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We launched a pop-up art installation with contemporary artist and filmmaker Shezad Dawood with works woven by Brintons at Clerkenwell Design Week. Exhibited in a loading bay venue, alongside visual motifs and themes drawn from Dawood’s portfolio, the carpets feature bold colours and subtle photographic representations. 

The layering of imagery within the designs utilises the full range of our 32-colour High Definition Weave technology, our signature innovation that allows for a wide spectrum of design possibilities and dynamic patterns.

Avebury Rock by Shezad Darwood (2017), woven by Brintons

Joe Versus the Volcano by Shezad Darwood (2017), woven by Brintons

Multiple White-Out Palms by Shezad Darwood (2017), woven by Brintons

The exhibition space and nearby pop-up showroom consisted of four Brintons carpet-lined transformed sheds.

Brintons carpet-lined sheds at Clerkenwell Design Week 2017

Design and Manufacturing in the Midlands | November  7 – January  14

Midlands Modern is a showcase of products manufactured by Midlands based companies working with significant designers during the period from 1930 to 1980, highlighting innovative and modernist design. The show celebrates this mid-century period – a period during which the Midlands maintained its reputation as ‘the workshop of the world’.

The showcase contains work from a number of different disciplines, such as lighting, glass, ceramics and furniture, highlighting and showcasing the breadth and depth of manufacturing in the Midlands. 

Featuring in the exhibition is the work of Lady Margaret Casson: an architect, designer and photographer. Margaret Casson had remarkable talent, she studied at the Bartlett School of Architecture University College, London during the 1930s and was one of the few women on the architectural design course at the time. Casson went on to have an accomplished career as an architect and in a number of other design related fields. 

Tibor Reich, one of the 20th century’s most celebrated textile designers – who notably livened up post-war Britain with his taste in bright and vividly coloured textiles will feature in the exhibition. Reich fled from war-torn Hungary in 1937 to study textiles at Leeds University. After the completion of his studies he bought a 19th Century cotton mill in Stratford–upon–Avon and established Tibor Ltd. It is more famously known as the Clifford Mill, and it is where Tibor established his career in producing and designing woven and printed textiles, ceramics, tiles and rugs.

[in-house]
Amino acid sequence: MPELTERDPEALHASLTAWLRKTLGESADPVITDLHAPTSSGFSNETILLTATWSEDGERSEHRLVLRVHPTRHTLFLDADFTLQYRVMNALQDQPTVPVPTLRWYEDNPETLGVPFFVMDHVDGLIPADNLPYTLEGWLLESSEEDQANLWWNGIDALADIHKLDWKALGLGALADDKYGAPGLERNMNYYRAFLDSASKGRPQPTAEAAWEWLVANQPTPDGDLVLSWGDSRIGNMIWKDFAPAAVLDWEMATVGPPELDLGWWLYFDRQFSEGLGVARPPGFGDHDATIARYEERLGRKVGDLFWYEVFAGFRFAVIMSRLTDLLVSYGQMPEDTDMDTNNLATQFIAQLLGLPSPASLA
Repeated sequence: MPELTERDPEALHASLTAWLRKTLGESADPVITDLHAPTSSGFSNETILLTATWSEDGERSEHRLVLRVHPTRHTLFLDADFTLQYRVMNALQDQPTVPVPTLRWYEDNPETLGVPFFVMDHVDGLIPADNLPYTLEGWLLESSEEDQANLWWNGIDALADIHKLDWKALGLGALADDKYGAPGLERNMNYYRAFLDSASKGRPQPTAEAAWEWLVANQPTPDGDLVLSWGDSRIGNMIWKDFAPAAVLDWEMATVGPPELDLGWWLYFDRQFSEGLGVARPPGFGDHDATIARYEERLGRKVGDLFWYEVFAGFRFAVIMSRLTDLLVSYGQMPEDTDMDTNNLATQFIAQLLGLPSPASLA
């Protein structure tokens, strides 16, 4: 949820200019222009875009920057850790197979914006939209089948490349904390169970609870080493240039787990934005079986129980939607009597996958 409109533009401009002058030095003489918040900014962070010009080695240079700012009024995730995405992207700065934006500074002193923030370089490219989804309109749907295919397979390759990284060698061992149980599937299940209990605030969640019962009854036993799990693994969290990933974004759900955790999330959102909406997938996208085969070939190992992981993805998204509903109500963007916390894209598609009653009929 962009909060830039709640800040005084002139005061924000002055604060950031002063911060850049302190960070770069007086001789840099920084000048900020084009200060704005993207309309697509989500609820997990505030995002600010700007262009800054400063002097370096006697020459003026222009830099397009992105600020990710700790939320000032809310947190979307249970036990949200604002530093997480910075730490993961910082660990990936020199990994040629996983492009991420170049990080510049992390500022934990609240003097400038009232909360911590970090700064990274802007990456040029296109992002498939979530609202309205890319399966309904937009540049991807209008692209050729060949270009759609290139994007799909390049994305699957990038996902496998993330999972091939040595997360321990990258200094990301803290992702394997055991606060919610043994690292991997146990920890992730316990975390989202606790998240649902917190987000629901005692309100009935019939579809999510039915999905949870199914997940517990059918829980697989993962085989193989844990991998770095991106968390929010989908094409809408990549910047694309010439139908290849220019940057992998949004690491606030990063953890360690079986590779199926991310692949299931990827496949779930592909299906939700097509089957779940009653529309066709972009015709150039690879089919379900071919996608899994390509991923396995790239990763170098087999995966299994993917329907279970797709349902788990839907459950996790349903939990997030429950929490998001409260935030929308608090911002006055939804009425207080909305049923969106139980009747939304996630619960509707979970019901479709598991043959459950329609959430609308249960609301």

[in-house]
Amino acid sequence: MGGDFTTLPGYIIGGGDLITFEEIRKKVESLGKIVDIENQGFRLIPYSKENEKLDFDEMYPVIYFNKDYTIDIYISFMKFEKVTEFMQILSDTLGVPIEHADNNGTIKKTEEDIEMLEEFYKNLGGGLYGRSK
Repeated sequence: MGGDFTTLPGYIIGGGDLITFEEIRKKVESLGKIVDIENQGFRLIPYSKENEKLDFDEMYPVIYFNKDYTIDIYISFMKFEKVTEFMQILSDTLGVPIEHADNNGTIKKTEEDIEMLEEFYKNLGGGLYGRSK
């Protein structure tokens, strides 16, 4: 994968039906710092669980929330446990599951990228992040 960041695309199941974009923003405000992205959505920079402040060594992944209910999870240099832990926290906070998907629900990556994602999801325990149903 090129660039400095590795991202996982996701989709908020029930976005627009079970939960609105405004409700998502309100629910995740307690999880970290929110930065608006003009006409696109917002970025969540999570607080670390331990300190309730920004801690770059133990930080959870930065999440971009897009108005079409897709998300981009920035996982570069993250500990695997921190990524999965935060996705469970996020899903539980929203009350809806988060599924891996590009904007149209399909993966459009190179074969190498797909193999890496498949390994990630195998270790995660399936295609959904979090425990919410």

The Robin Day range of contract carpets 1961 - 62

Robin Day designs from the Brintons Woodward Grosvenor archive have been loaned for the exhibition. 

Robin Day’s range of contract carpets for Woodward Grosvenor was launched in the early 1960s - specifically aimed at the architect/specifier market. The collection was designed to be produced in several colourways reflecting current trends and the surface pattern design was based on a gridded matrix of abstract images. The carpets were produced using the Wilton weave process, a manufacturing method particularly suitable to resisting the heavy use expected of carpets specified for use in the public domain. Brintons Archivist, Yvonne Smith worked with the Parkside Gallery Manager, John Hall to identify key pieces from the archive for the exhibition.

Robin Day made his name in the early 1950 producing innovative designs for Hille Furniture  utilising the new ‘wonder plastic’ – polypropylene. This design work contributing considerably to the establishing of the company’s highly successful Hille Contacts Division. His knowledge of designing for the contract design sector contributed to success in many other areas including projects with - Pye (radio, television and record-player cabinets), BOAC (aircraft interior and refreshment trays including the tableware and cutlery) and for the John Lewis Partnership (interiors and graphic identity).

Amongst a number of other disciplines on display, Midlands Modern highlights the contribution of the Midlands to modernist and contemporary design history, championing the midlands as a creative hub that is still just as relevant today.